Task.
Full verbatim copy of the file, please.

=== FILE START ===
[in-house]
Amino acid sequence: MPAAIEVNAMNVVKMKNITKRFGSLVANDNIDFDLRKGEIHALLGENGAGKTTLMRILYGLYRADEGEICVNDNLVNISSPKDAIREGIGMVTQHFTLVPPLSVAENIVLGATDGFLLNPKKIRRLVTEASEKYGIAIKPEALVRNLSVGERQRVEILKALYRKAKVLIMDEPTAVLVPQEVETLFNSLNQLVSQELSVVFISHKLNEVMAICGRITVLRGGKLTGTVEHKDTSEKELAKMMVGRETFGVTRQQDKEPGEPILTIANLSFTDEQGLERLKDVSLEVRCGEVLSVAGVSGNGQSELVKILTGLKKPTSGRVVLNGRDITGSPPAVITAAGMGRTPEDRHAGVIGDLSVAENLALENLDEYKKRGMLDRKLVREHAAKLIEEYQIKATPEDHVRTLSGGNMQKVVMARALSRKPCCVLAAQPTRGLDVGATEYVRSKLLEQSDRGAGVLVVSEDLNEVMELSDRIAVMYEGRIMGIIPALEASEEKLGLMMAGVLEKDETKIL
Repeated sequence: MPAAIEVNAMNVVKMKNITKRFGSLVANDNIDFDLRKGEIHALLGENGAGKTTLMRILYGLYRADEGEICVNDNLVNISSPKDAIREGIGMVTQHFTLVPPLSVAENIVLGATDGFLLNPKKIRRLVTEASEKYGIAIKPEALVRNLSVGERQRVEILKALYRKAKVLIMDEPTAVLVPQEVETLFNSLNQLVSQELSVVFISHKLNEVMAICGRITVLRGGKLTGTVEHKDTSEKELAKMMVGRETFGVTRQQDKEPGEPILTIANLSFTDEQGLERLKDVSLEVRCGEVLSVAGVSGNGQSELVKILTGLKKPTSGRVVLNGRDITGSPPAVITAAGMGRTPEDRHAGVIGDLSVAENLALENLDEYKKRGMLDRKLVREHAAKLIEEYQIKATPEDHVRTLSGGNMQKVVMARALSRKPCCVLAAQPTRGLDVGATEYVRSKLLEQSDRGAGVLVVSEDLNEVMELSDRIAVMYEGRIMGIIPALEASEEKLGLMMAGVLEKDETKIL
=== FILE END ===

[in-house]
Amino acid sequence: MPAAIEVNAMNVVKMKNITKRFGSLVANDNIDFDLRKGEIHALLGENGAGKTTLMRILYGLYRADEGEICVNDNLVNISSPKDAIREGIGMVTQHFTLVPPLSVAENIVLGATDGFLLNPKKIRRLVTEASEKYGIAIKPEALVRNLSVGERQRVEILKALYRKAKVLIMDEPTAVLVPQEVETLFNSLNQLVSQELSVVFISHKLNEVMAICGRITVLRGGKLTGTVEHKDTSEKELAKMMVGRETFGVTRQQDKEPGEPILTIANLSFTDEQGLERLKDVSLEVRCGEVLSVAGVSGNGQSELVKILTGLKKPTSGRVVLNGRDITGSPPAVITAAGMGRTPEDRHAGVIGDLSVAENLALENLDEYKKRGMLDRKLVREHAAKLIEEYQIKATPEDHVRTLSGGNMQKVVMARALSRKPCCVLAAQPTRGLDVGATEYVRSKLLEQSDRGAGVLVVSEDLNEVMELSDRIAVMYEGRIMGIIPALEASEEKLGLMMAGVLEKDETKIL
Repeated sequence: MPAAIEVNAMNVVKMKNITKRFGSLVANDNIDFDLRKGEIHALLGENGAGKTTLMRILYGLYRADEGEICVNDNLVNISSPKDAIREGIGMVTQHFTLVPPLSVAENIVLGATDGFLLNPKKIRRLVTEASEKYGIAIKPEALVRNLSVGERQRVEILKALYRKAKVLIMDEPTAVLVPQEVETLFNSLNQLVSQELSVVFISHKLNEVMAICGRITVLRGGKLTGTVEHKDTSEKELAKMMVGRETFGVTRQQDKEPGEPILTIANLSFTDEQGLERLKDVSLEVRCGEVLSVAGVSGNGQSELVKILTGLKKPTSGRVVLNGRDITGSPPAVITAAGMGRTPEDRHAGVIGDLSVAENLALENLDEYKKRGMLDRKLVREHAAKLIEEYQIKATPEDHVRTLSGGNMQKVVMARALSRKPCCVLAAQPTRGLDVGATEYVRSKLLEQSDRGAGVLVVSEDLNEVMELSDRIAVMYEGRIMGIIPALEASEEKLGLMMAGVLEKDETKIL